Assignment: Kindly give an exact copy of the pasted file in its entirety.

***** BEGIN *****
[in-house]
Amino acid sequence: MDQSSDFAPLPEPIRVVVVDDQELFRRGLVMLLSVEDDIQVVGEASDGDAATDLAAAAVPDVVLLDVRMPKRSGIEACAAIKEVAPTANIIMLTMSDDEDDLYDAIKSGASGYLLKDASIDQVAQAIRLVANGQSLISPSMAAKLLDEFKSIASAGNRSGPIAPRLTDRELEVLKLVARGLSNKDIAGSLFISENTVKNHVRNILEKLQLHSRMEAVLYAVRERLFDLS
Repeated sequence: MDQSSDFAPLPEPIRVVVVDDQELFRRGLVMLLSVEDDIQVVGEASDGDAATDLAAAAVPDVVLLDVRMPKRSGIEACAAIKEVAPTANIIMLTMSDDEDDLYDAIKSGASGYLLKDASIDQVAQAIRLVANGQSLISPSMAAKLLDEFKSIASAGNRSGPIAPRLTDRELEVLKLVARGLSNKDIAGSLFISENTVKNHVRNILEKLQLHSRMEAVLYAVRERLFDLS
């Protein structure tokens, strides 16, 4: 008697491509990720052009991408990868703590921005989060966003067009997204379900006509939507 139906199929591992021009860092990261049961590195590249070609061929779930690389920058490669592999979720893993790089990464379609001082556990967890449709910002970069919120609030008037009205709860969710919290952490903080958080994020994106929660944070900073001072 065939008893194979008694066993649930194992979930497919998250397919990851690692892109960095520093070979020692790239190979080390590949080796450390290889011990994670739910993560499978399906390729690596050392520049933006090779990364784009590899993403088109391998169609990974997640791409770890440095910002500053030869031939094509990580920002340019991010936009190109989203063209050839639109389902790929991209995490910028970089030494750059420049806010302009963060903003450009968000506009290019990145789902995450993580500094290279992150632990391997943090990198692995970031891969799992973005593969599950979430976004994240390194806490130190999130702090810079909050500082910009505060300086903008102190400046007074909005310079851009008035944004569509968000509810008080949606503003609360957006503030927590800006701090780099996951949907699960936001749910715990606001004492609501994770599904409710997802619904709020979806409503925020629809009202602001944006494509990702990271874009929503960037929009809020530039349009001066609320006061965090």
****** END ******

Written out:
[in-house]
Amino acid sequence: MDQSSDFAPLPEPIRVVVVDDQELFRRGLVMLLSVEDDIQVVGEASDGDAATDLAAAAVPDVVLLDVRMPKRSGIEACAAIKEVAPTANIIMLTMSDDEDDLYDAIKSGASGYLLKDASIDQVAQAIRLVANGQSLISPSMAAKLLDEFKSIASAGNRSGPIAPRLTDRELEVLKLVARGLSNKDIAGSLFISENTVKNHVRNILEKLQLHSRMEAVLYAVRERLFDLS
Repeated sequence: MDQSSDFAPLPEPIRVVVVDDQELFRRGLVMLLSVEDDIQVVGEASDGDAATDLAAAAVPDVVLLDVRMPKRSGIEACAAIKEVAPTANIIMLTMSDDEDDLYDAIKSGASGYLLKDASIDQVAQAIRLVANGQSLISPSMAAKLLDEFKSIASAGNRSGPIAPRLTDRELEVLKLVARGLSNKDIAGSLFISENTVKNHVRNILEKLQLHSRMEAVLYAVRERLFDLS
């Protein structure tokens, strides 16, 4: 008697491509990720052009991408990868703590921005989060966003067009997204379900006509939507 139906199929591992021009860092990261049961590195590249070609061929779930690389920058490669592999979720893993790089990464379609001082556990967890449709910002970069919120609030008037009205709860969710919290952490903080958080994020994106929660944070900073001072 065939008893194979008694066993649930194992979930497919998250397919990851690692892109960095520093070979020692790239190979080390590949080796450390290889011990994670739910993560499978399906390729690596050392520049933006090779990364784009590899993403088109391998169609990974997640791409770890440095910002500053030869031939094509990580920002340019991010936009190109989203063209050839639109389902790929991209995490910028970089030494750059420049806010302009963060903003450009968000506009290019990145789902995450993580500094290279992150632990391997943090990198692995970031891969799992973005593969599950979430976004994240390194806490130190999130702090810079909050500082910009505060300086903008102190400046007074909005310079851009008035944004569509968000509810008080949606503003609360957006503030927590800006701090780099996951949907699960936001749910715990606001004492609501994770599904409710997802619904709020979806409503925020629809009202602001944006494509990702990271874009929503960037929009809020530039349009001066609320006061965090």